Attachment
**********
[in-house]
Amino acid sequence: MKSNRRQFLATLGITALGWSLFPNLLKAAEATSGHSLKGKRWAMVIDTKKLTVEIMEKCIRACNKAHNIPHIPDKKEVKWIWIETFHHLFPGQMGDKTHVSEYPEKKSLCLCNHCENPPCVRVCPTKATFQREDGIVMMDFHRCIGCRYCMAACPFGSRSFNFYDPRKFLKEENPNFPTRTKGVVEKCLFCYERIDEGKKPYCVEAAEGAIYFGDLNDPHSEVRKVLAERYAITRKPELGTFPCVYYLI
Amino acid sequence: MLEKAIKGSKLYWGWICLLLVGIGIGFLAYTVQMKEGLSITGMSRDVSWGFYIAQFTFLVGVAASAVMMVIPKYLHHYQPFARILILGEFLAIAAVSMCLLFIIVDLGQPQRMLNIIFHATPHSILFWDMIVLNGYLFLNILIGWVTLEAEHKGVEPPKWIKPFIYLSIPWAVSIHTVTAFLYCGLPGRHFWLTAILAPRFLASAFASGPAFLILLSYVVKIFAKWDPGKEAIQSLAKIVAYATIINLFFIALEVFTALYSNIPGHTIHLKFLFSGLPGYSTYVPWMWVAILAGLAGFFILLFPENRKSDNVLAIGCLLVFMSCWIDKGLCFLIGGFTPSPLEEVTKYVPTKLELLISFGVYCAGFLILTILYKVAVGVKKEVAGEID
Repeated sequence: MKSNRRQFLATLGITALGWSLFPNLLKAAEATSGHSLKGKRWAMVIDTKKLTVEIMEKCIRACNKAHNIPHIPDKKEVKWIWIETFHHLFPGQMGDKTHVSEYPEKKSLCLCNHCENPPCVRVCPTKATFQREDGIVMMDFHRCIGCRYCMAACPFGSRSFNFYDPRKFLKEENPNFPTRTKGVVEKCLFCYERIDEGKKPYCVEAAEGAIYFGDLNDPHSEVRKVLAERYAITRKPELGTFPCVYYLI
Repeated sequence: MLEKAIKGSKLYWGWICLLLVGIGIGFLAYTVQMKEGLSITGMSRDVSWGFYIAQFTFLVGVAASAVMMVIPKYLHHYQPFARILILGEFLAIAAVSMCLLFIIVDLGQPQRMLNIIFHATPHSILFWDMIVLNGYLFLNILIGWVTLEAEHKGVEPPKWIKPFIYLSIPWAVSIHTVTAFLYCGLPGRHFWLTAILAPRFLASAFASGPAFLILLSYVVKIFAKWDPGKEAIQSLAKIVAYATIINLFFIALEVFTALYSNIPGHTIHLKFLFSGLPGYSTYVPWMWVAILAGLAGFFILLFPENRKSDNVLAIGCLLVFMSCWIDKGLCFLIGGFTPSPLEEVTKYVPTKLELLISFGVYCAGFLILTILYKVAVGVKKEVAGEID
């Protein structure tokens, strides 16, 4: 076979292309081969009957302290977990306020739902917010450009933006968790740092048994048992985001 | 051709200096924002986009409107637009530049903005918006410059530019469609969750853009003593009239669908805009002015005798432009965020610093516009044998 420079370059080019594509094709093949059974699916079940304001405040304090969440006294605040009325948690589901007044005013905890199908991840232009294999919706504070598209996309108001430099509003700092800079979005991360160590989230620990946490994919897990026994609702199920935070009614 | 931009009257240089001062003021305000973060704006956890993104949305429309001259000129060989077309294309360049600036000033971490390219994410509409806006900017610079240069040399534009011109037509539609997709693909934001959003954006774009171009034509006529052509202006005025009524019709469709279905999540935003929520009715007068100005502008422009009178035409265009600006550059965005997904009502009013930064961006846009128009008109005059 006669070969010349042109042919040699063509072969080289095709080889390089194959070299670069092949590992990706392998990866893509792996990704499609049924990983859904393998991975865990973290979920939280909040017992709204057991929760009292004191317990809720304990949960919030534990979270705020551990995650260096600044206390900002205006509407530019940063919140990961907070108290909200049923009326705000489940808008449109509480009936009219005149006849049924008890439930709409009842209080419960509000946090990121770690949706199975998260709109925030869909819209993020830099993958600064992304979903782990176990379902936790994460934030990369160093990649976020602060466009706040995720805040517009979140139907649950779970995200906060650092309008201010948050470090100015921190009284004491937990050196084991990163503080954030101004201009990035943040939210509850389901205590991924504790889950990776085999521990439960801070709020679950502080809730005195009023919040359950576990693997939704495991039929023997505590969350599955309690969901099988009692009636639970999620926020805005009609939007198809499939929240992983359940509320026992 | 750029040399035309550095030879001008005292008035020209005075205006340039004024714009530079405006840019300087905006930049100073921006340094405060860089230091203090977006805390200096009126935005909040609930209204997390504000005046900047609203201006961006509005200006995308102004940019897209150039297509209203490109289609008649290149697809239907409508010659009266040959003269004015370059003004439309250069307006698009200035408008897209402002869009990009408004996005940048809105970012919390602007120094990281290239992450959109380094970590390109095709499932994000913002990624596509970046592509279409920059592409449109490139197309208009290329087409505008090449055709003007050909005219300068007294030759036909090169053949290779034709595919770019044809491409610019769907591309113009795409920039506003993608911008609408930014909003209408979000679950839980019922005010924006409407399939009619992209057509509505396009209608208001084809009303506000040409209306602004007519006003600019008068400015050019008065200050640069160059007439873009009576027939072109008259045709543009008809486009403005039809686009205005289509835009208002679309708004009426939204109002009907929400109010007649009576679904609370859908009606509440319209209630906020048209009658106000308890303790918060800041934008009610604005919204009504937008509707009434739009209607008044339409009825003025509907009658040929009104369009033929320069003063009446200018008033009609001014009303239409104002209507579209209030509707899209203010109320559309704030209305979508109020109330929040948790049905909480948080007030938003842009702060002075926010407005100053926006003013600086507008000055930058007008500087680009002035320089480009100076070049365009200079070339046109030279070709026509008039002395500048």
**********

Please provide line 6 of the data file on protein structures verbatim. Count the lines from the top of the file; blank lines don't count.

């Protein structure tokens, strides 16, 4: 076979292309081969009957302290977990306020739902917010450009933006968790740092048994048992985001 | 051709200096924002986009409107637009530049903005918006410059530019469609969750853009003593009239669908805009002015005798432009965020610093516009044998 420079370059080019594509094709093949059974699916079940304001405040304090969440006294605040009325948690589901007044005013905890199908991840232009294999919706504070598209996309108001430099509003700092800079979005991360160590989230620990946490994919897990026994609702199920935070009614 | 931009009257240089001062003021305000973060704006956890993104949305429309001259000129060989077309294309360049600036000033971490390219994410509409806006900017610079240069040399534009011109037509539609997709693909934001959003954006774009171009034509006529052509202006005025009524019709469709279905999540935003929520009715007068100005502008422009009178035409265009600006550059965005997904009502009013930064961006846009128009008109005059 006669070969010349042109042919040699063509072969080289095709080889390089194959070299670069092949590992990706392998990866893509792996990704499609049924990983859904393998991975865990973290979920939280909040017992709204057991929760009292004191317990809720304990949960919030534990979270705020551990995650260096600044206390900002205006509407530019940063919140990961907070108290909200049923009326705000489940808008449109509480009936009219005149006849049924008890439930709409009842209080419960509000946090990121770690949706199975998260709109925030869909819209993020830099993958600064992304979903782990176990379902936790994460934030990369160093990649976020602060466009706040995720805040517009979140139907649950779970995200906060650092309008201010948050470090100015921190009284004491937990050196084991990163503080954030101004201009990035943040939210509850389901205590991924504790889950990776085999521990439960801070709020679950502080809730005195009023919040359950576990693997939704495991039929023997505590969350599955309690969901099988009692009636639970999620926020805005009609939007198809499939929240992983359940509320026992 | 750029040399035309550095030879001008005292008035020209005075205006340039004024714009530079405006840019300087905006930049100073921006340094405060860089230091203090977006805390200096009126935005909040609930209204997390504000005046900047609203201006961006509005200006995308102004940019897209150039297509209203490109289609008649290149697809239907409508010659009266040959003269004015370059003004439309250069307006698009200035408008897209402002869009990009408004996005940048809105970012919390602007120094990281290239992450959109380094970590390109095709499932994000913002990624596509970046592509279409920059592409449109490139197309208009290329087409505008090449055709003007050909005219300068007294030759036909090169053949290779034709595919770019044809491409610019769907591309113009795409920039506003993608911008609408930014909003209408979000679950839980019922005010924006409407399939009619992209057509509505396009209608208001084809009303506000040409209306602004007519006003600019008068400015050019008065200050640069160059007439873009009576027939072109008259045709543009008809486009403005039809686009205005289509835009208002679309708004009426939204109002009907929400109010007649009576679904609370859908009606509440319209209630906020048209009658106000308890303790918060800041934008009610604005919204009504937008509707009434739009209607008044339409009825003025509907009658040929009104369009033929320069003063009446200018008033009609001014009303239409104002209507579209209030509707899209203010109320559309704030209305979508109020109330929040948790049905909480948080007030938003842009702060002075926010407005100053926006003013600086507008000055930058007008500087680009002035320089480009100076070049365009200079070339046109030279070709026509008039002395500048």